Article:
Delta pilots picketed at Hartsfield-Jackson International Airport and other major airports around the country on Thursday as they criticized the airline for mass cancellations and called for a new labor contract.
The picketing involved hundreds of off-duty Delta pilots at the airline’s major hubs including Atlanta, Detroit, Los Angeles International, Minneapolis-St. Paul, New York John F. Kennedy, Seattle-Tacoma and Salt Lake City, according to the union. More than 400 pilots picketed in shifts on the curbside outside the terminals at the Atlanta airport, home to the largest Delta pilot base.
The Air Line Pilots Association at Delta said it was picketing to protest “protracted contract negotiations,” while working under a labor contract that dates back to 2016, adding that they haven’t had a pay raise in three-and-a-half years.
Delta in a statement said the “informational exercise” by off-duty pilots would not affect its operations for customers. The company said its goal is to continue providing pilots an “industry-leading overall contract” while also being able to support its operation, maintain a strong balance sheet and invest in the business.
The union, which represents Delta’s 13,900 pilots, said it is seeking improvements in pay, retirement benefits and job protections, as well as changes to schedules.
Jason Ambrosi, head of the pilots union at Delta, said pilots deserve better pay, as they have been working record amounts of overtime and calling in fatigued far more often.
“Delta is scheduling more flying than they can handle,” Ambrosi said.
Delta CEO Ed Bastian, in an e-mail to frequent fliers on Thursday, apologized to customers who have had their flights disrupted.
“If you’ve encountered delays and cancellations recently, I apologize,” Bastian wrote. He added that “this level of disruption and uncertainty is unacceptable.”
Bastian noted the airline is hiring more employees, boarding flights earlier to try to depart on time, and deploying hundreds of employees from its Atlanta headquarters into airports to help customers.
“The environment we’re navigating today is unlike anything we’ve ever faced,” Bastian wrote. “We won’t stop until we’ve made things right.”
The pilots union and management started contract talks in 2019 and filed for mediation in 2020. Negotiations paused during the pandemic and restarted in January 2022.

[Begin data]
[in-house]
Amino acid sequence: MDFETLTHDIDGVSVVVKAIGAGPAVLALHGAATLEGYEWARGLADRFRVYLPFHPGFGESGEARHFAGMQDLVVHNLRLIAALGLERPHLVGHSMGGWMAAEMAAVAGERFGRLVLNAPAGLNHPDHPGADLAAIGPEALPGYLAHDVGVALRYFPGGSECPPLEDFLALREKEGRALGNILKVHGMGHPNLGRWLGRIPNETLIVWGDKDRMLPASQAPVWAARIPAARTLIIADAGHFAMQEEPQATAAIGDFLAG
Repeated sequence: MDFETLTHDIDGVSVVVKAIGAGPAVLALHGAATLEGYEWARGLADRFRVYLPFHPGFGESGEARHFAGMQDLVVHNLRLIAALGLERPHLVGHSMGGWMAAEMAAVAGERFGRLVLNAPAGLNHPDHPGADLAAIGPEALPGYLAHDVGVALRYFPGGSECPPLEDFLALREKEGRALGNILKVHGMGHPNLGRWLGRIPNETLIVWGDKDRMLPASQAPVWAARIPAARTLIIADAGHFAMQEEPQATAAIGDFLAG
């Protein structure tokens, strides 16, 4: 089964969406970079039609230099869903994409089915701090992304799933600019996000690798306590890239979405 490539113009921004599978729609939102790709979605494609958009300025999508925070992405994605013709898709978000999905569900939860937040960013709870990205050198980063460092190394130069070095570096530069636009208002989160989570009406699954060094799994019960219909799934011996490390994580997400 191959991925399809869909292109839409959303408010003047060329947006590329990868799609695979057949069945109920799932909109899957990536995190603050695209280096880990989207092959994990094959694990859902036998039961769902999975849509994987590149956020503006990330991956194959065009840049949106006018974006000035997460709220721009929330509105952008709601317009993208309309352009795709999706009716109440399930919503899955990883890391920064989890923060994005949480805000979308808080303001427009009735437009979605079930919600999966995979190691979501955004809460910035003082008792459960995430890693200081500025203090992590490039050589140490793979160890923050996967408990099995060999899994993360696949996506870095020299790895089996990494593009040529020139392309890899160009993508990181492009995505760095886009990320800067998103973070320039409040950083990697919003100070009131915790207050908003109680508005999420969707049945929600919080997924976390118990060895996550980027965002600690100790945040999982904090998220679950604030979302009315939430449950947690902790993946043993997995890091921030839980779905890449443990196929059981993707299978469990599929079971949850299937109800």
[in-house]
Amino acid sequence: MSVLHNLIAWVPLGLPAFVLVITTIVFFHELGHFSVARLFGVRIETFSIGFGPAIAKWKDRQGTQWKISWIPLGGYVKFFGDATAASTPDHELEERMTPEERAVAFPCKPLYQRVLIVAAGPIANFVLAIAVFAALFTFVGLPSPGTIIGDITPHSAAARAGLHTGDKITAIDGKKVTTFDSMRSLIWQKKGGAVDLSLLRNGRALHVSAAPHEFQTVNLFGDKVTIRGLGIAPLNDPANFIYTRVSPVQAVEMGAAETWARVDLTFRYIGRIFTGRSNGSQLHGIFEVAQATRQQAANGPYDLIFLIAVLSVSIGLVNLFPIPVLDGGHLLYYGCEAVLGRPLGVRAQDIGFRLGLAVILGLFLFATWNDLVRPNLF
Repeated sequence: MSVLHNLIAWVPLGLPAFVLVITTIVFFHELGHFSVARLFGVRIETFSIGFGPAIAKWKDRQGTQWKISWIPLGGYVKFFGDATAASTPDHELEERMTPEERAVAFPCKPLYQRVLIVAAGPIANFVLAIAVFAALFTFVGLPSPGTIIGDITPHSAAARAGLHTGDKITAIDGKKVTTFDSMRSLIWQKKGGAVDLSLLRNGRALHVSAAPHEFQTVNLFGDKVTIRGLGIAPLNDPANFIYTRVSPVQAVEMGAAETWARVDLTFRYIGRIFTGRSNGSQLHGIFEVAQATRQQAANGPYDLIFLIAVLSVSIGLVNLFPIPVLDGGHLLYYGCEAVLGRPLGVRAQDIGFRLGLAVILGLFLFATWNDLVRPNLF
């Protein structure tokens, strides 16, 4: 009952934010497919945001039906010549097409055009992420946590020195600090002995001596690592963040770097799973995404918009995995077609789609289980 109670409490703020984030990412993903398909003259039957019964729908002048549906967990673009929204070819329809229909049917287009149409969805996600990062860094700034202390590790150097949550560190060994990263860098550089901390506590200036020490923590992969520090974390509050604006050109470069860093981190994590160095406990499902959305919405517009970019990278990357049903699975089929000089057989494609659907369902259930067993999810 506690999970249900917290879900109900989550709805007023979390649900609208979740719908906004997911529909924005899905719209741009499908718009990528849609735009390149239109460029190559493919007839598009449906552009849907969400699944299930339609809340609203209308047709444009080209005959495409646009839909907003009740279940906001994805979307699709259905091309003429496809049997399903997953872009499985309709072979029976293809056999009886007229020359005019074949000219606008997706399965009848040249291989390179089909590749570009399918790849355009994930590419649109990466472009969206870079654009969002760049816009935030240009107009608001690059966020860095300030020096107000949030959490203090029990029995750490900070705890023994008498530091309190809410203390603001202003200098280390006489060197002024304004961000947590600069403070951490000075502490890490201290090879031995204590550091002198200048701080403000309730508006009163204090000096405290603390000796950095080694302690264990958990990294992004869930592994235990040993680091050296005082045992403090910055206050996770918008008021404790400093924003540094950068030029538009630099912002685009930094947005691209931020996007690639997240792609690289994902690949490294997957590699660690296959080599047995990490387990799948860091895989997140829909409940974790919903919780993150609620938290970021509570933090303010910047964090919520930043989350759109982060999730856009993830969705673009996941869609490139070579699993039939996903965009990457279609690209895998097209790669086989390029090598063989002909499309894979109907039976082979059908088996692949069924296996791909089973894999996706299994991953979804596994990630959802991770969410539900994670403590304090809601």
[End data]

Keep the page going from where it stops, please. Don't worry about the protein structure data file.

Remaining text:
The union said it has opened a “strike center” inside its Atlanta office to “begin preparing the Delta pilots for scenarios as permitted under the Railway Labor Act,” which governs airline labor contract negotiations.
The pilots have not taken a strike vote, Ambrosi said. The Railway Labor Act prescribes a number of hurdles that must be cleared before airline workers can strike.
Delta said management and the union “continue to make progress in the negotiations” and have come to terms on the majority of the contract sections.
“We are confident that the parties will reach a consensual deal that is fair and equitable, as we always have in past negotiations,” according to a statement from Delta.
On Thursday, some travelers expressed support for the pilots, and also said they were concerned about flight cancellations.
Will Hembree was at Hartsfield-Jackson on Thursday morning to fly to Miami and said thinks the issues the pilots are raising about wages are “understandable.” He said his airline ticket cost significantly more than fares two years ago, “so somebody is making money somewhere.”
Greg Graham, who flew into Atlanta for a wedding on Thursday morning from Providence, R.I., said he understands where the pilots are coming from. The airline “shouldn’t be overscheduling,” he said.
“Pilots are tired,” said Delta pilot Maggie Eickhoff. “Delta has overscheduled the airline. ... We just don’t have the pilots available.”
Patrick Burns, Delta’s vice president of flight operations and chief pilot, said flight cancellations and delays “are happening for a lot of reasons,” including air traffic control delays. He also said with the airline hiring thousands of new employees across departments, it is taking extra time for workers to gain the experience needed for their jobs and requiring extra staff to train them.
Some flight attendants joined in the pilots’ picketing. The Association of Flight Attendants union is seeking to organize Delta flight attendants and the union’s president, Sara Nelson, flew into Atlanta to voice support for the pilots.
She said flight attendant staffing is also still “way below” 2019 levels, and flight attendants have to work more often. “It is exhausting flight attendants,” she said.
Atlanta City Councilman Antonio Lewis also appeared at Hartsfield-Jackson, which is in his district, saying he “stands in support of labor.”
While some city officials have been hesitant to voice support for unions that are critical of Delta, which is the dominant carrier at Hartsfield-Jackson and holds its largest airline lease, Lewis — who took office in January — said “You’ve got a new council.”
“This is a fight that’s worth it,” Lewis said. “This should have nothing to do with the city’s strong relationship with Delta.”